By Mannix Porterfield
Reforming the education system in the upcoming legislative session must keep student achievement as the overriding goal, says the president of the West Virginia Education Association.
Reducing classroom size, student-parental accountability and the truancy issue all must be on the agenda when education falls under the Legislature’s microscope, and lawmakers, even in a time such as this, cannot ignore the pay scale that finds West Virginia’s teachers near the bottom, Dale Lee said Friday.
“If we’re serious about reforms, then reforms should center around student achievement,” Lee said.
In a single school term, some students are absent 40 to 60 days, so truancy remains a major obstacle confronting the education system, Lee said.
The WVEA takes exception to the recent audit ordered by Gov. Earl Ray Tomblin, based on seven forums the teachers group held across the state to hear what teachers and service professionals had to say about the state of education.
Merit pay is a proposal on which the WVEA stands adamantly in opposition. Across-the-board pay increases are another matter, but in these trying economic times, that could be a hard sell for teachers in the session.
Even so, history and the stats appear to be on the side of teachers.
Fully a decade ago, the average West Virginia teacher ranked 30th in pay and 56 percent of the budget was absorbed by education. Now, the salary ranking has fallen to 48th and the state devotes 46 percent of its budget to the classrooms.
The average salary today is $45,600, and West Virginia continues to lose teachers across the border to states where they can fetch from $5,000 to $8,000 more a year.
Christine Campbell, new president of the American Federation of Teachers, said her group isn’t opposed to “career ladders” in the pay department if teachers are called upon to perform more. But wholesale merit pay itself doesn’t sit well with either teacher group.
“I think lawmakers and the Department of Education has maintained that the most important thing is to recruit and retain highly qualified teachers,” she said.
“You can’t talk out of both sides of your face. If you want those people, you’re going to have to pay for them.”
Campbell said she understands the times and how all struggle to meet needs.
“Education is truly the most important thing,” she said.
“We need to put it up at the top of the list. We’re not going to see education reforms until we’re ready to support the teachers we have.”
Lee pointed out that more than 600 classrooms across the state last year were devoid of a certified teacher.
“It’s not isolated to one or two areas of the state,” the WVEA leader said.
“It’s a problem with attracting and retaining the best and the brightest into our profession. A part of that is the pay, of course. But also a part of that is the lack of respect given to teachers and wanting to blame teachers for all the ills of society. Just about any day you can pick up a newspaper or see a press release from somewhere and they’re challenging teachers, or you read letters to the editor, blaming the teachers for everything. You hear politicians talk about how terrible our system is.”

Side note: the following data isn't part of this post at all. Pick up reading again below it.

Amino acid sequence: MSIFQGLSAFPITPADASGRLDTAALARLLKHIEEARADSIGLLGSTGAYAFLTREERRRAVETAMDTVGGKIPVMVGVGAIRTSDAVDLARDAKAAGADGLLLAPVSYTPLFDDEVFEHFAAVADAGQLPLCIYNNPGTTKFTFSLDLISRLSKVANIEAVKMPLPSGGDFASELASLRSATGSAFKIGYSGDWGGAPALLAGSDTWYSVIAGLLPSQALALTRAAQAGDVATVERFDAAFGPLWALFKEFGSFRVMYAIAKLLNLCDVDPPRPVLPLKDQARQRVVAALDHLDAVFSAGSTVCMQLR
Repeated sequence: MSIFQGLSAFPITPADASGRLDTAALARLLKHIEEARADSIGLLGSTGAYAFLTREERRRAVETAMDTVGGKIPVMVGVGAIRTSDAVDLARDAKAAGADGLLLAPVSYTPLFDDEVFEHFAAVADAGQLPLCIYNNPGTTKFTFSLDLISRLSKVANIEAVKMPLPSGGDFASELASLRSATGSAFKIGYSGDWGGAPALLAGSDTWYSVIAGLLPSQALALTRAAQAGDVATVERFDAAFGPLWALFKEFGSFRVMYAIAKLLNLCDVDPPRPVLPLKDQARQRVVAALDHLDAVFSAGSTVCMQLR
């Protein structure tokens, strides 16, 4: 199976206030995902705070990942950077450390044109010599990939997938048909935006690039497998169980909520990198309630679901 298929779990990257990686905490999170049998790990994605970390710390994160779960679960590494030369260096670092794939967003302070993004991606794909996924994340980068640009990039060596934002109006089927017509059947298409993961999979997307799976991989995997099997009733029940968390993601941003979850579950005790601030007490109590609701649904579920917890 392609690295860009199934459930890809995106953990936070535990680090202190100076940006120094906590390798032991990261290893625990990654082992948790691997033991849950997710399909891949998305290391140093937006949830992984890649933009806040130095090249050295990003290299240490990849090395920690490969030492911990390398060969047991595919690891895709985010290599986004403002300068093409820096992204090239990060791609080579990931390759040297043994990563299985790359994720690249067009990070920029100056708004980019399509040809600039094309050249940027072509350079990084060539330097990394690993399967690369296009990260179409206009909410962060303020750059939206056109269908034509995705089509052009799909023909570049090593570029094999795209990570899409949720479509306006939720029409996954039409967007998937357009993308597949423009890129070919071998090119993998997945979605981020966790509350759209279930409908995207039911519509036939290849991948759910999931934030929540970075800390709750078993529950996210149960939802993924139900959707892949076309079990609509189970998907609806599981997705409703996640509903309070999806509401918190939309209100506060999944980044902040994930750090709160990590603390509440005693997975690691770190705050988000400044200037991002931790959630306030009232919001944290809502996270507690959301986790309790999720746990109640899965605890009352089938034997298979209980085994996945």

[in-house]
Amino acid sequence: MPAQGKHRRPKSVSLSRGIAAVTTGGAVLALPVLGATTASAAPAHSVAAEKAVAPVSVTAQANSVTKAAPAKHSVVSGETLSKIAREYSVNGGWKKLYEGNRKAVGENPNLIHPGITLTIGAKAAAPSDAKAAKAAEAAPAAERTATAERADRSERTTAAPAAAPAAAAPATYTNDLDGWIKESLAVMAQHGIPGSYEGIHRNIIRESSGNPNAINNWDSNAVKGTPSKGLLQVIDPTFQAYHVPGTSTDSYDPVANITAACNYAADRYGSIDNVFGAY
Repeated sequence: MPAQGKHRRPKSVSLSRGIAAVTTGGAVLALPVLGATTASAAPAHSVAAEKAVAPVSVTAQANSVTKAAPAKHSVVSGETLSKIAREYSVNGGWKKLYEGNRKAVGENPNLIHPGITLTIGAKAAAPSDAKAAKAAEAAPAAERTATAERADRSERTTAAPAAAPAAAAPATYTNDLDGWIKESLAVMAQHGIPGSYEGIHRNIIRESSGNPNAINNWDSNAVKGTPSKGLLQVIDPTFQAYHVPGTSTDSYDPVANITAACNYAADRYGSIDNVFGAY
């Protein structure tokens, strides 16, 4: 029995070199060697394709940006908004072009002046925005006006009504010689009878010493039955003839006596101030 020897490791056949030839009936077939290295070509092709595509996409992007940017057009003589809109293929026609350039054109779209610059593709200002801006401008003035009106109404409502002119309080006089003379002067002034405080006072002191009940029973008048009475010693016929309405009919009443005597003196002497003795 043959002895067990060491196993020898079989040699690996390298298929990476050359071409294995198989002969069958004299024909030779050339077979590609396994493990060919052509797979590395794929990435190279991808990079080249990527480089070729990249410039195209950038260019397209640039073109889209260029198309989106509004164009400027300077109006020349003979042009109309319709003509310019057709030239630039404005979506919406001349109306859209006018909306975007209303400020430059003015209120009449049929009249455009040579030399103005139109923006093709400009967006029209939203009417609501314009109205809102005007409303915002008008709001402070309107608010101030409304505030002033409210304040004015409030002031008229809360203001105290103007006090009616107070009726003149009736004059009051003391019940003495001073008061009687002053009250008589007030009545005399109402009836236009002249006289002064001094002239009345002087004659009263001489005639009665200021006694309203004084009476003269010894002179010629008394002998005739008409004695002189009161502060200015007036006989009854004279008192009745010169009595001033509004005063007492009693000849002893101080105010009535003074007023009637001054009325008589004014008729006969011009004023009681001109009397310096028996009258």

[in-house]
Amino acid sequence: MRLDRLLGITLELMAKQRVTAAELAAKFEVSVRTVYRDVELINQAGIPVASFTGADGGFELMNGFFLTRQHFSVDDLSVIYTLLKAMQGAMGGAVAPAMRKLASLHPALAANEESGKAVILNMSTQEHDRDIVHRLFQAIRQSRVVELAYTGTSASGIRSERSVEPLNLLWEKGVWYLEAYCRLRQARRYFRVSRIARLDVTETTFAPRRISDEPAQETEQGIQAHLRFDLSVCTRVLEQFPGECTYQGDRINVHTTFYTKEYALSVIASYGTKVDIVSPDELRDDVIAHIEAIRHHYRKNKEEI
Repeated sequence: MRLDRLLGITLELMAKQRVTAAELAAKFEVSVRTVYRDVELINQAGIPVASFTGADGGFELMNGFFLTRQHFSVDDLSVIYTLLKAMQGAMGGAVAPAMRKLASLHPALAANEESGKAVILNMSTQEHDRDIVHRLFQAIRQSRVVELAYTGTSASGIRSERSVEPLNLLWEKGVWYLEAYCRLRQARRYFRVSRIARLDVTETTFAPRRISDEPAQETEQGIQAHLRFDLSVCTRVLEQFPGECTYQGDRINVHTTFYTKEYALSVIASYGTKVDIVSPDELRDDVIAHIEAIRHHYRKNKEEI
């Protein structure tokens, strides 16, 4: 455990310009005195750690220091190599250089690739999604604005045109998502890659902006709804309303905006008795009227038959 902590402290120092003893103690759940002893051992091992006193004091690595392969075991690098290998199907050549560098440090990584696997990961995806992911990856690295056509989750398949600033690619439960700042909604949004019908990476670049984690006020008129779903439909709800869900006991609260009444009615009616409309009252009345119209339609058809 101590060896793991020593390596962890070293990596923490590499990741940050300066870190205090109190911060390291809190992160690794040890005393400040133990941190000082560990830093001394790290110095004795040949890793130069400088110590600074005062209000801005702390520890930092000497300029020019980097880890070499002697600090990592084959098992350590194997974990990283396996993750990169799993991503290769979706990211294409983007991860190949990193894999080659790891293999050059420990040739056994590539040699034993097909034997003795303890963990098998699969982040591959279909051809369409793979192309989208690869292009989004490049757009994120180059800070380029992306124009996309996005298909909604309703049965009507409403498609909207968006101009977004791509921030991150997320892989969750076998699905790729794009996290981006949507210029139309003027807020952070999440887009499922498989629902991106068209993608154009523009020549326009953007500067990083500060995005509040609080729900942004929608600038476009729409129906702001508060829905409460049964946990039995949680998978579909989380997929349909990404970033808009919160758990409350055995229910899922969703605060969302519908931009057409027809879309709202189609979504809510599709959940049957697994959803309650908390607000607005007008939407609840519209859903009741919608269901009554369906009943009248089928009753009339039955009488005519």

Lee said such negative talk can only work against the system.
“We should be talking about the good things that are happening in education, not that you should never report the negative,” he said.
West Virginia recently achieved second place in the Advanced Placement exam, he pointed out, but little media attention was accorded.
As for higher pay, Lee said Tomblin and his predecessor, Sen. Joe Manchin, D-W.Va., projected that revenues would be down this year.
“Yet, we continue to give money away,” he said.
“We continue to cut business franchise taxes and corporate net taxes. And now you’re saying these are tough times. You knew this for six years.”
Teachers last got an increase two years ago, a one-time adjustment of $1,488.
“We should be looking at this as a multi-year approach to improving the salaries in West Virginia,” Lee said.
“We should continue to look at reforms that will improve student achievement, not reforms simply to save money or that have no bearing on student achievement.”
David Haney, executive director of the WVEA, said the state’s child poverty rate is pegged at 23 percent, but that is misleading, since more than half of the students rely on free or reduced cost lunches.
Haney also disputed the connotation of the audit as “comprehensive,” noting it merely looked at school systems in Wyoming, Hancock and Randolph, all with 4,200 students but with square mileages of 140, 83 and 503, respectively.
“So consequently, the needs for those school systems are going to be quite different with the same number of pupils,” Haney said.
“We didn’t look comprehensively at all the school systems in the state to determine where in the world some of these places are wasting money. Some have far more administrative staff than others. Is there a reason for that? Is there a savings possible there? Most of the savings in the audit come from child nutrition programs, which is certainly not the place we want to cut.”
Campbell wants the Legislature to examine “the top heaviness” in many administrative posts across the state.
“Money needs to go as close to the classroom as possible,” she said.
“We already know that there are education dollars in West Virginia, but we’re not getting results from those classroom dollars. I think it’s because the money is not going to the classroom. It’s being sent to the top instead of the bottom, where it should be. If you want results, put the money where results can come. We can teach these kids if somebody will just let us and give us the tools we need.”
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